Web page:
WTBPA? (or Bisphenol A, What’s that about?)

Bisphenol A. 

What is it?  Where is it?  Is the a risk?  Won’t somebody please think about the children?

This is a toughie.  You may have contact with Bisphenol A (BPA) every day and just not know it.

What is it?  It is a monomer used in many plastic items like; polycarbonates, epoxy, phenolic, ethoxylene, ion-exchange resins, corrosion-resistant unsaturated polyester-styrene resins, reinforced pipes, food packaging materials and vulcanizates intended for use in contact with food and drink.  It is also one of many stabilizer for polyvinyl chloride (PVC.)

That’s a whole lot of BPA going around.  Canada just banned its use in baby bottles back on October 20, 2008.  Which is strange because the FDA, the ECB, the EFSA and the ACC all claim it is harmless as used in humans.  (FDA – US Food and Drug Administration, ECB – European Chemicals Bureau, EFSA – European Food Safety Authority, ACC – American Chemical Council)

However, the NTP (US National Toxicology Program) thinks that there could be a risk.  And they have announced that they will review its decision and re-evaluate the evidence.  And while telling us not to worry, the FDA has formed a BPA Task Force for the review of current research and new information.

That kind of leaves us all in the air, huh?  Canada says it is bad for babies and some groups want to ban it completely.  Not as easy as it sounds.

Have you used anything from the grocery store that is in a can?  Vegetables, aerosol whipped cream, tuna, soda, beer?  Most metal food cans are lined with and epoxy resin.  Remember that long paragraph earlier in this column?  Yep.  They all have BPA in them.  Now can manufacturers are looking into replacements.  They have to, it is a matter of economic survival.  Whether or not BPA is harmless, if the consumers want it gone, it had better go away.  You would pay a nickel more for safe packaging, right?  So even if it is harmless, industry will make more money off your fear.  The practice is very common.  Ever watch the “news?”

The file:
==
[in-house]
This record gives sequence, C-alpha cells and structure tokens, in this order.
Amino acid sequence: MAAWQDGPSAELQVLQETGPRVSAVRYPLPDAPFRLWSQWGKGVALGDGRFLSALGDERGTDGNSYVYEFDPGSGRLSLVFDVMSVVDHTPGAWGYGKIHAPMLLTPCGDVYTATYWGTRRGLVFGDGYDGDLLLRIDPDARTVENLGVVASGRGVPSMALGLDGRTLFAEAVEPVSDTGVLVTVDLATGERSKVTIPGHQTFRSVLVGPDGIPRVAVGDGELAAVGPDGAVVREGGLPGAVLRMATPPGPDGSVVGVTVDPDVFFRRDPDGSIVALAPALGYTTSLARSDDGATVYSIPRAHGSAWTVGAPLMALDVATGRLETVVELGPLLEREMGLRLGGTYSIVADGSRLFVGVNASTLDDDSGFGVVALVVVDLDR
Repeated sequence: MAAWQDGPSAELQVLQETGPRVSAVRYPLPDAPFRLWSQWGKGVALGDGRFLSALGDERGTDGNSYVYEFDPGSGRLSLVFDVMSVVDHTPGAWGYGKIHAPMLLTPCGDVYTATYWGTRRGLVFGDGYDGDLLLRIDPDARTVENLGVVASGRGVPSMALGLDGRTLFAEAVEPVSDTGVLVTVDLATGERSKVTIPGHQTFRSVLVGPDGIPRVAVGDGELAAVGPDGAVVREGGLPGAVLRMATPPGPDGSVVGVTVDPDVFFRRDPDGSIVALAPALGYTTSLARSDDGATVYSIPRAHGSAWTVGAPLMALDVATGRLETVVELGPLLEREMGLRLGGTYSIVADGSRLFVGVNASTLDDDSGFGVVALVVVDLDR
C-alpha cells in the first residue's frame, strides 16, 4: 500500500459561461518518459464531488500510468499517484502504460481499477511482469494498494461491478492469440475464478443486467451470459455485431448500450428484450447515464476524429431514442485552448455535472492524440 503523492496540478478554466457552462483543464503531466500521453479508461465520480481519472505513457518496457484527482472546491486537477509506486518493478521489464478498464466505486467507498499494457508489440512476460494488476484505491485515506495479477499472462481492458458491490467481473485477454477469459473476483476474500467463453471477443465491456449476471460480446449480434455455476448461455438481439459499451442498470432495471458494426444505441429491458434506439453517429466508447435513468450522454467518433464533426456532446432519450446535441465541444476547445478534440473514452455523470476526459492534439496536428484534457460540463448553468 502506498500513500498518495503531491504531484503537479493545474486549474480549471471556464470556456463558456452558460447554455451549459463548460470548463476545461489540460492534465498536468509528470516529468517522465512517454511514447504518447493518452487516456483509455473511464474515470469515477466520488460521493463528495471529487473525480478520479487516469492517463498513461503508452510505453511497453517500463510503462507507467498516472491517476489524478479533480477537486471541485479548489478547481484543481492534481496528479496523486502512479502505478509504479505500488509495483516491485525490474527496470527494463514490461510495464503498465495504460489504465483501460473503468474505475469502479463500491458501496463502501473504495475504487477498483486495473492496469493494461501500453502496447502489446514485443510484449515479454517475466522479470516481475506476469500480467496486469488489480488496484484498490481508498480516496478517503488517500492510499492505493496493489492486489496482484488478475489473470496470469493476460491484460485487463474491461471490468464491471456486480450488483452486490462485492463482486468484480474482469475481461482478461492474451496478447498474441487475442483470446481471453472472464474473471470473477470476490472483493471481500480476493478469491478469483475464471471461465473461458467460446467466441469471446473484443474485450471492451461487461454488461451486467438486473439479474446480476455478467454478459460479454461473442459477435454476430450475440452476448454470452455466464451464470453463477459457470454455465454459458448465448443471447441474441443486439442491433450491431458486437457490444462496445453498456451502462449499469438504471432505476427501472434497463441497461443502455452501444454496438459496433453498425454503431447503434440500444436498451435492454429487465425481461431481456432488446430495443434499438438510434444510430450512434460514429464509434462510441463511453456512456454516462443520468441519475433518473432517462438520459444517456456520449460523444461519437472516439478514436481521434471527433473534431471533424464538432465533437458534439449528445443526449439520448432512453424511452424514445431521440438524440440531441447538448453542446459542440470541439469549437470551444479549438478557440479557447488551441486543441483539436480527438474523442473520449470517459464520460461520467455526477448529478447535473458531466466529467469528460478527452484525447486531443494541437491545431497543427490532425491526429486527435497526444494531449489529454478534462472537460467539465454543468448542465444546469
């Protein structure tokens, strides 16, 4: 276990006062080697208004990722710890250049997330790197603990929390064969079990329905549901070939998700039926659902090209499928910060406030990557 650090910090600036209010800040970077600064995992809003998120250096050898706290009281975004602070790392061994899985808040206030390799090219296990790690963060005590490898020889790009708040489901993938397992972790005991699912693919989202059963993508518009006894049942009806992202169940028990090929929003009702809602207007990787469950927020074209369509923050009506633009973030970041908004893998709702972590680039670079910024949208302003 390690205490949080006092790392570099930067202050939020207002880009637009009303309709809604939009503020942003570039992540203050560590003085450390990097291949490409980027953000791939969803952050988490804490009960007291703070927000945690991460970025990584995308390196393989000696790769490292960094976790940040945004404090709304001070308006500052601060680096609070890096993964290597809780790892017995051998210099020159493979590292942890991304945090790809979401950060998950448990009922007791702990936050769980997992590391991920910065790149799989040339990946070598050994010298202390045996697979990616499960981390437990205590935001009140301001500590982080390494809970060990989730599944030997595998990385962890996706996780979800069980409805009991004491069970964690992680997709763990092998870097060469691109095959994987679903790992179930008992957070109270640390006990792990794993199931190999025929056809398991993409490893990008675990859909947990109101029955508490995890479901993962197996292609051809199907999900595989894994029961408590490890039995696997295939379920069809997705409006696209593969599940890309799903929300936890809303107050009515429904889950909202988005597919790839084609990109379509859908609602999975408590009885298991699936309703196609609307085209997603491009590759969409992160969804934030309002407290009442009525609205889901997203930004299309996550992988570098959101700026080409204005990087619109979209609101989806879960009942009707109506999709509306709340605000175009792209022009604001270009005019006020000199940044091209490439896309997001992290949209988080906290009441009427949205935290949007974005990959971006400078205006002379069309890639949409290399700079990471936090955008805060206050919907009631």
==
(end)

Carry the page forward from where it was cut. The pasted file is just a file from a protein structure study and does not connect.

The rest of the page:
So what does BPA allegedly do?  The usual litany of diseases: cancer, diabetes, obesity, lower sperm count, Downs Syndrome, alters development of babies.  Not one good thing in the bunch.

How can we avoid it?  I’m glad you asked.  Stay away from polycarbonate bottles.  BPA can leach out of the plastic if heated, exposed to acids or even just with age.  (By the way, plastic water and soda bottles in the store don’t have BPA in them.)  Don’t cook in plastics.  I use glass on the rare occasion that I use a microwave.  Watch your recycle codes.  The safer choices for use with food are 1 (PETE), 2 (HDPE), 4 (LDPE) and 5 (PP).  Try to avoid preparing, storing or eating/drinking from 3 (V), 6 (PS) and 7 (other, except new bio-based plastics that are labelled as such.)

Avoid using plastic containers in the microwave.  Beware of cling wraps for microwave use.  Use alternatives to plastic packaging whenever possible.  And always recycle everything you can!  If you want to know more, drop me a line and I will help as much as I can.

And to think people used to laugh at me when I drank out of a beaker…

The Amazing Clitoris

Pop Quiz!

Is the clitoris more like an iceberg or a paper airplane?  Use both sides of your paper if necessary.